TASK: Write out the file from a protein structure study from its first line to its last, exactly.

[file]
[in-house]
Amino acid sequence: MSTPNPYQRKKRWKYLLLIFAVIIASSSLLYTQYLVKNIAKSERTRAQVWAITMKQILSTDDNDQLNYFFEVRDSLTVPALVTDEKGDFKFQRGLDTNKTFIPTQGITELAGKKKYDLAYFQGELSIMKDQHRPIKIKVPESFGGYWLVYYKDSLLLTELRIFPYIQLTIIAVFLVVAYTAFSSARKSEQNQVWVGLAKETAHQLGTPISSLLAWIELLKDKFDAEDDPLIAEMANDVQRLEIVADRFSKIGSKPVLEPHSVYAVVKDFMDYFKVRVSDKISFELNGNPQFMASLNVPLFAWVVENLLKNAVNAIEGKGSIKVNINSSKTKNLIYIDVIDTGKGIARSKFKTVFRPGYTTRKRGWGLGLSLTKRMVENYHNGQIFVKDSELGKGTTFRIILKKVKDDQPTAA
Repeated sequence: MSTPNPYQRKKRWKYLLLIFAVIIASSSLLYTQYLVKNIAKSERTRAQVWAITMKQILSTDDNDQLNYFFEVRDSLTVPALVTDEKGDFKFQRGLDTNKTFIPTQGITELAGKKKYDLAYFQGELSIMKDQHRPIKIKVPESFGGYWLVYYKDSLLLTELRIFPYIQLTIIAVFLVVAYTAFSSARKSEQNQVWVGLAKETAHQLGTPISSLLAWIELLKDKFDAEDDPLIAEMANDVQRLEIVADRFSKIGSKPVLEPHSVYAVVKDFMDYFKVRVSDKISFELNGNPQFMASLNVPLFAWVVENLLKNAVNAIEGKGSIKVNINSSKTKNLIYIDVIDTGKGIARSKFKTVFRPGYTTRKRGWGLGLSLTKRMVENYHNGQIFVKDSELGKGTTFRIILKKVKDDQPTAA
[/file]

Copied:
[in-house]
Amino acid sequence: MSTPNPYQRKKRWKYLLLIFAVIIASSSLLYTQYLVKNIAKSERTRAQVWAITMKQILSTDDNDQLNYFFEVRDSLTVPALVTDEKGDFKFQRGLDTNKTFIPTQGITELAGKKKYDLAYFQGELSIMKDQHRPIKIKVPESFGGYWLVYYKDSLLLTELRIFPYIQLTIIAVFLVVAYTAFSSARKSEQNQVWVGLAKETAHQLGTPISSLLAWIELLKDKFDAEDDPLIAEMANDVQRLEIVADRFSKIGSKPVLEPHSVYAVVKDFMDYFKVRVSDKISFELNGNPQFMASLNVPLFAWVVENLLKNAVNAIEGKGSIKVNINSSKTKNLIYIDVIDTGKGIARSKFKTVFRPGYTTRKRGWGLGLSLTKRMVENYHNGQIFVKDSELGKGTTFRIILKKVKDDQPTAA
Repeated sequence: MSTPNPYQRKKRWKYLLLIFAVIIASSSLLYTQYLVKNIAKSERTRAQVWAITMKQILSTDDNDQLNYFFEVRDSLTVPALVTDEKGDFKFQRGLDTNKTFIPTQGITELAGKKKYDLAYFQGELSIMKDQHRPIKIKVPESFGGYWLVYYKDSLLLTELRIFPYIQLTIIAVFLVVAYTAFSSARKSEQNQVWVGLAKETAHQLGTPISSLLAWIELLKDKFDAEDDPLIAEMANDVQRLEIVADRFSKIGSKPVLEPHSVYAVVKDFMDYFKVRVSDKISFELNGNPQFMASLNVPLFAWVVENLLKNAVNAIEGKGSIKVNINSSKTKNLIYIDVIDTGKGIARSKFKTVFRPGYTTRKRGWGLGLSLTKRMVENYHNGQIFVKDSELGKGTTFRIILKKVKDDQPTAA